Is Someone you Know a Heroin Addict? How you can Tell

Since the recent crackdown on prescription painkillers, more and more people are turning towards one of the only opiate alternatives there is, heroin. Despite the known dangers of heroin, people still use it. In some cases, it takes the place of expensive doctor’s office visits and even more expensive prescription drugs. In other cases, it stops a recreational prescription opiate addict from having to hunt down their prescription opiates and gives them an easy and cheap alternative. It is a dangerous transition but it happens every day. There are millions of people who are currently untreated heroin addiction, chances are someone you know or even some you love is or has been an addict. So how do you tell when someone is on heroin?

They Overdose

This might seem obvious but a heroin overdose does not always mean death and it is not as noticeable as you might think. Some of the simple signs of overdose are:

  • Loss of consciousness – this might seem like someone is sleeping or simply passed out after a night of partying. It might not happen suddenly as you would expect.
  • Nodding out – seemingly falling asleep during a conversation or nodding off and waking up suddenly
  • Awake but unresponsive – in this case the person is awake but not awake. They look like they are fine but cannot respond to you or talk.
  • Small pupils – another simple sign is pinprick or smaller pupils.

These are not the dramatic signs of an overdose but they are the very beginning of what could be a serious problem.

Track Marks

Experienced addicts know how to hide these. When someone is on heroin and takes it through an injection, they develop small circular scars where they choose to inject. In inexperienced addicts this is usually the arms but they can show up in places like between toes or fingers. Not all heroin addicts have track marks but it is a classic sign of heroin addiction.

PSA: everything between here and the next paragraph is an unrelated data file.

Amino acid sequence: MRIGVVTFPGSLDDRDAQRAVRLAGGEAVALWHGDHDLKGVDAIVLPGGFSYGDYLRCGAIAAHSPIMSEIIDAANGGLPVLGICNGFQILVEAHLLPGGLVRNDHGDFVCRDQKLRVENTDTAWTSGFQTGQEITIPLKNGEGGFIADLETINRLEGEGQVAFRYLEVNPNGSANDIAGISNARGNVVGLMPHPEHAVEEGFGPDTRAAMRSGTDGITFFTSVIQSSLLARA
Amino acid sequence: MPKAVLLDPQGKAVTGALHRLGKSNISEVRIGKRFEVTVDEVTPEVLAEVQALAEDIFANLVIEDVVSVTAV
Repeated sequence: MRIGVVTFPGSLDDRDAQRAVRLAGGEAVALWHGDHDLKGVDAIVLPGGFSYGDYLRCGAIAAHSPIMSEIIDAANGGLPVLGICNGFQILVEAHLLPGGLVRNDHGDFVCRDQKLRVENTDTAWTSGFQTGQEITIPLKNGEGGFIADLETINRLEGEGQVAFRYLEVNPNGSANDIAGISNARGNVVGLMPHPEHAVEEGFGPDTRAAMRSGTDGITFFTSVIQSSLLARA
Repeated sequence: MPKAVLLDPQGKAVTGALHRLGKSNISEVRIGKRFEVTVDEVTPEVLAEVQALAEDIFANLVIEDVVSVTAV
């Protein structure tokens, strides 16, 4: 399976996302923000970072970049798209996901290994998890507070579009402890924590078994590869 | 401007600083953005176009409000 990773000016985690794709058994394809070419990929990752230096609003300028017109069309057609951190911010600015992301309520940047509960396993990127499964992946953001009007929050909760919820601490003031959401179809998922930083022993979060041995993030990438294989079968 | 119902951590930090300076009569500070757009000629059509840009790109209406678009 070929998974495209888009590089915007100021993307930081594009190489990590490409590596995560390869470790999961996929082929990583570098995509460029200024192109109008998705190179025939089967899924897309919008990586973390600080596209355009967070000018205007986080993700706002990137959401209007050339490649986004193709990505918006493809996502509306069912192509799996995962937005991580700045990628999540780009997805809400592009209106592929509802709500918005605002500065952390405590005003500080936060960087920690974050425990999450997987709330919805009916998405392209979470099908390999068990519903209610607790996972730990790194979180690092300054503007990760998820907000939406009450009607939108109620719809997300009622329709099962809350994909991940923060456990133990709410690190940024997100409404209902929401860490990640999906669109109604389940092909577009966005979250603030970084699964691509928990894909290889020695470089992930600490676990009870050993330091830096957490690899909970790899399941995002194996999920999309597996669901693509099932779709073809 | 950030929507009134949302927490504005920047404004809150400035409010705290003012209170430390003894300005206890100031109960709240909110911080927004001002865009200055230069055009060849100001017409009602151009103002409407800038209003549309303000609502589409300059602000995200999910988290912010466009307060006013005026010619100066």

Withdrawal Symptoms

It is difficult to use heroin constantly and not eventually run out and go into withdrawal. When someone first starts taking heroin, they have a mild withdrawal period. This quickly changes. Heroin withdrawal includes nausea, vomiting, shaking, tremors, joint and muscle pain, anxiety, and depression. These are not the only symptoms; they are just the most common. If you know someone who is a heroin addict there is a good chance that you’ve seen withdrawal symptoms.

Seemingly Random Health Problems

One of the most common signs of heroin addiction is abscesses. Since many addicts are not as hygienic as they should be, abscesses are very common at injections sites. Other health problems are chronic infections of all types. These infections can range from a constant cold or flu to serious infections such as HIV or AIDS. Although this is not a clear sign, when someone suffers from chronic ongoing infections, it is a good sign that they are somehow weakening their immune system.

Although each of these symptoms when taken separately are not necessarily a sign of a heroin addict, when you see more than one sign it is cause for suspicion. When you witness these signs, you might want to consider heroin addiction as a possibility.